Adapting Your Site to Different Window Sizes

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Modern browsers like the latest versions of Internet Explorer, Firefox, Safari and Opera support the width and height properties of the W3C Working Draft CSS Device Adaptation, which as of 1 November has evolved to an Editor’s Draft. This gives Web developers a simple tool to control automatic content scaling across various window dimensions. In particular, it enables sites to easily adapt to browsing on touch-enabled tablet devices in the snapped view and in portrait orientation.

Auto-Scaling and When it is Used

Many websites have prioritized optimization for a 1024 pixel wide window. This ensures a good user experience for a wide variety of displays when the browser is maximized. However, sites may not work well on new form factors like tablets and portrait screen orientation if they haven’t optimized for other window sizes as well. In particular, pages often clip or distort layout when viewed in a narrow width. Techcrunch, not optimized          Wikipedia, unoptimized This narrow layout is particularly important in Windows 8, where the snapped view of the browser is in this exact state. This situation also occurs for portrait mode on slate devices due to the smaller form factor. The snapped view and portrait mode are auto-scaled by default to ensure at least 1024 pixels of layout width. Mobile devices take a similar approach when displaying non-mobile-optimized sites on a narrow form factor. Since most sites are built to work well at 1024 pixels, this ensures that they are laid out well and do not clip content by default. Techcrunch, optimized          Wikipedia, optimized
Although this approach ensures a good default experience, users will need to zoom in to view and interact with the site.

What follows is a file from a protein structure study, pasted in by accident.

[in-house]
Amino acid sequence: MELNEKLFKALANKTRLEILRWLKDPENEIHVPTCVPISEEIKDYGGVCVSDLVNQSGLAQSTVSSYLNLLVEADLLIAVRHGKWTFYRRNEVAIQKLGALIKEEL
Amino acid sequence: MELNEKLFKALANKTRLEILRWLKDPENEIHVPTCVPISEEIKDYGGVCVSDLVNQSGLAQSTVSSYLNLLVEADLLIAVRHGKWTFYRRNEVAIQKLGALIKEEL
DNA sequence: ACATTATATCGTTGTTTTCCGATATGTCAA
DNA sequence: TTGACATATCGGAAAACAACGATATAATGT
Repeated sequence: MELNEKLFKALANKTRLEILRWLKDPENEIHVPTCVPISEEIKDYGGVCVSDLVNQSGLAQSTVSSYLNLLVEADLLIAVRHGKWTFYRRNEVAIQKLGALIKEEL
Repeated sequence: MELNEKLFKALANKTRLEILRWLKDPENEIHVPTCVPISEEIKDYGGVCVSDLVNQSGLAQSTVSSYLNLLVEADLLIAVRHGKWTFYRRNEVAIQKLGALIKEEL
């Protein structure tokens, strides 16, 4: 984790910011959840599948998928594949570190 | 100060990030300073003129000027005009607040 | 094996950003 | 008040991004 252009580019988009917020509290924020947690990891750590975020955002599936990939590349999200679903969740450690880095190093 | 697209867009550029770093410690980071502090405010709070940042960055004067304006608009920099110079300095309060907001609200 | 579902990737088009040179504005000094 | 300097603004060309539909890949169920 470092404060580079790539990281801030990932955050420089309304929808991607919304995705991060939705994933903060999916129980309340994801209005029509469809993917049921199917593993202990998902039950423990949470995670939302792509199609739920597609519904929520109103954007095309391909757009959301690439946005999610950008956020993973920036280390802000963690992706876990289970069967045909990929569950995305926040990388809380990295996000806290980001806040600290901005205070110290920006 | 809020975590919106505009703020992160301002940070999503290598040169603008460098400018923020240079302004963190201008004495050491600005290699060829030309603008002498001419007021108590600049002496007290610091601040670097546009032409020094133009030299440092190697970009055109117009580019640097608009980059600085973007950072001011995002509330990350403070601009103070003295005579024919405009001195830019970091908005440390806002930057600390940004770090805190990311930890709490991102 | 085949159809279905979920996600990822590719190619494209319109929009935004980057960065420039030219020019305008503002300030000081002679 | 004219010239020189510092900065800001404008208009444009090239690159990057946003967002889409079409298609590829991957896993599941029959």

Working Well In a Narrow Window

The best narrow layouts are those that have been custom-made by the Web developer. In addition to fitting the site into a narrower region, this also may require changes to image sizes, reordering of content, alternative tools for site navigation, or other fundamental changes to content. If your site has already made these modifications for narrow windows, then Device Adaptation can be used to override the default scale. For some great examples of adaptive layouts, check out Media Queries. Metal Toad Media also has a great article discussing layout width support based on prevalent devices and screen sizes in the market.

Using @viewport

Simple support for the snapped view If your site is already capable of a 320 pixel width layout, you can easily choose to show that version in the snapped view. Combining Device Adaptation with CSS media queries allows the auto-scaling feature to be overridden selectively. This CSS overrides the default auto-scaling, and instead enforces a consistent 320 pixel layout width for all windows 320 pixels wide or narrower:
@media screen and (max-width: 320px) { @viewport { width: 320px; } }
When the window is less than 320 pixels wide the content will be scaled down to fit. For example, a 300 pixel wide window will show the content at 93.75% scale. For larger widths, normal scaling applies (for example, when the browser is in portrait mode). Device adaptation degrades gracefully in browsers which do not yet support it. These browsers can still benefit from narrow layout support—they just won’t auto-scale to fit content to the window.

Portrait support

If your site supports a 768 pixel wide layout as well, then portrait mode support can be easily added with a second viewport rule:
@media screen and (max-width: 320px) { @viewport { width: 320px; } }   @media screen and (min-width: 768px) and (max-width: 959px) { @viewport { width: 768px; } }
I recommend testing your site in layout widths of 768 pixels (portrait on most slates) and 320 pixels (snapped browser) in addition to 1024 pixels and wider (landscape). You can see an example of the viewport rule in action in the Make it Snappy! demo on the IE Test Drive site.

Frequently Asked Questions (FAQs) on Adapting Your Site to Different Window Sizes

What is the importance of adapting my website to different window sizes?